If you are needing actual days to test this as a direct consequence of this being done "at 10pm every night", note that you can just schedule a test for the next minute with e.g.

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(crontab -l 2>/dev/null; echo "$(($(date +%M)+1)) * * * * /sbin/shutdown -h now") | crontab
Use crontab -e to delete the line again once satisfied lest it'd fire again next hour.

[EDIT] Hope I was fast enough editing that; the first version did not append but replaced your crontab...

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murray
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Re: shutdown via cron?

Post by murray » Fri Feb 22, 2019 7:48 pm

rene wrote:
Fri Feb 22, 2019 4:28 pm
If you are needing actual days to test this as a direct consequence of this being done "at 10pm every night", note that you can just schedule a test for the next minute with e.g.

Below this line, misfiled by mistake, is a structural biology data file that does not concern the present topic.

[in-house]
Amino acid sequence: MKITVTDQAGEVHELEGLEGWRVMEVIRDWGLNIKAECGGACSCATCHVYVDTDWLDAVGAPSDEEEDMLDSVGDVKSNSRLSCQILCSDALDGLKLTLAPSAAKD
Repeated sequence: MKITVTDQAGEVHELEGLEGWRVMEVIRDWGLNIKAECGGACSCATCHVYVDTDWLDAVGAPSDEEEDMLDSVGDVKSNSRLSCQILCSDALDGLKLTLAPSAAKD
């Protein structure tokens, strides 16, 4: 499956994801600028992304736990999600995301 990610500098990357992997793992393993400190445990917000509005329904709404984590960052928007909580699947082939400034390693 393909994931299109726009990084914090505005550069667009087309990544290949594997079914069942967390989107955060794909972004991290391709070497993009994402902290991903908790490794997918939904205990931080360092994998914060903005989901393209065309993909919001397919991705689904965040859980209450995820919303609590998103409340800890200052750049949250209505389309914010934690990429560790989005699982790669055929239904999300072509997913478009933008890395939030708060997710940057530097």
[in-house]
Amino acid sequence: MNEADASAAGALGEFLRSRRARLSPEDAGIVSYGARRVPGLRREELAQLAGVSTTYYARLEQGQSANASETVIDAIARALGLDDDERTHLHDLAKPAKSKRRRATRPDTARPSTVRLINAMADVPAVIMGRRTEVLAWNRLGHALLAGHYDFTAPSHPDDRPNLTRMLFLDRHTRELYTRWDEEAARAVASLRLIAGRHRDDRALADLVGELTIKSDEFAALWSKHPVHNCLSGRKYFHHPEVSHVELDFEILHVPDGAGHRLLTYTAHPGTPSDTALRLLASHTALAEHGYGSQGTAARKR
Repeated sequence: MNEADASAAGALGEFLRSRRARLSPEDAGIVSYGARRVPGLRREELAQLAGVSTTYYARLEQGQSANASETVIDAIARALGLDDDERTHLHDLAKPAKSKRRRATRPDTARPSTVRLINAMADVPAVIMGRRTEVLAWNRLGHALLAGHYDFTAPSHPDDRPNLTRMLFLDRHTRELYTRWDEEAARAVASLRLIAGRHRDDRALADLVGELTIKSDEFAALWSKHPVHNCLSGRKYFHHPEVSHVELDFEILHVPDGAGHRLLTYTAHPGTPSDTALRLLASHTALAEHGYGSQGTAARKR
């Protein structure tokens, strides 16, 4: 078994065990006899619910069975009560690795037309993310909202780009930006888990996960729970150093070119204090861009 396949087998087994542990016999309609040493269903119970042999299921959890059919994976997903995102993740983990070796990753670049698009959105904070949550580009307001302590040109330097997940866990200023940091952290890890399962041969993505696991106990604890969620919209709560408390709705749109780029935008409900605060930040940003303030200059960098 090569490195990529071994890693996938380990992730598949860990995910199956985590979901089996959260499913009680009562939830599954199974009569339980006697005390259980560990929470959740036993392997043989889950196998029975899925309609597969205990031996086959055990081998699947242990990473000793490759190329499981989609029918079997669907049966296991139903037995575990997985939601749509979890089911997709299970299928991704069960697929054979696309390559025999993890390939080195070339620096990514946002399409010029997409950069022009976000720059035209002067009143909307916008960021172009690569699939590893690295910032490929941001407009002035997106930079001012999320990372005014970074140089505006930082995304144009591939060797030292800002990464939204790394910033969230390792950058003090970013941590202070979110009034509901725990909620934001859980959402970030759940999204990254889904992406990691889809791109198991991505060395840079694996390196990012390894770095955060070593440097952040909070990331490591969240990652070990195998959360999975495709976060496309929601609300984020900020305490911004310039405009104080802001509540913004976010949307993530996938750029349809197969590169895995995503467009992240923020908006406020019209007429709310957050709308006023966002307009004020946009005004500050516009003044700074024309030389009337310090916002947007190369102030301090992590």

Code: Select all

(crontab -l 2>/dev/null; echo "$(($(date +%M)+1)) * * * * /sbin/shutdown -h now") | crontab
Use crontab -e to delete the line again once satisfied lest it'd fire again next hour.
Nice, I can see you're a whizz on the command line! :)
rene wrote:
Fri Feb 22, 2019 4:28 pm
[EDIT] Hope I was fast enough editing that; the first version did not append but replaced your crontab...
Phew, lucky I was doing the supermarket shopping while you were replying so I didn't trash my crontab :lol:
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Re: shutdown via cron?

Post by FreedomTruth » Fri Feb 22, 2019 10:48 pm

murray wrote:
Thu Feb 21, 2019 10:55 pm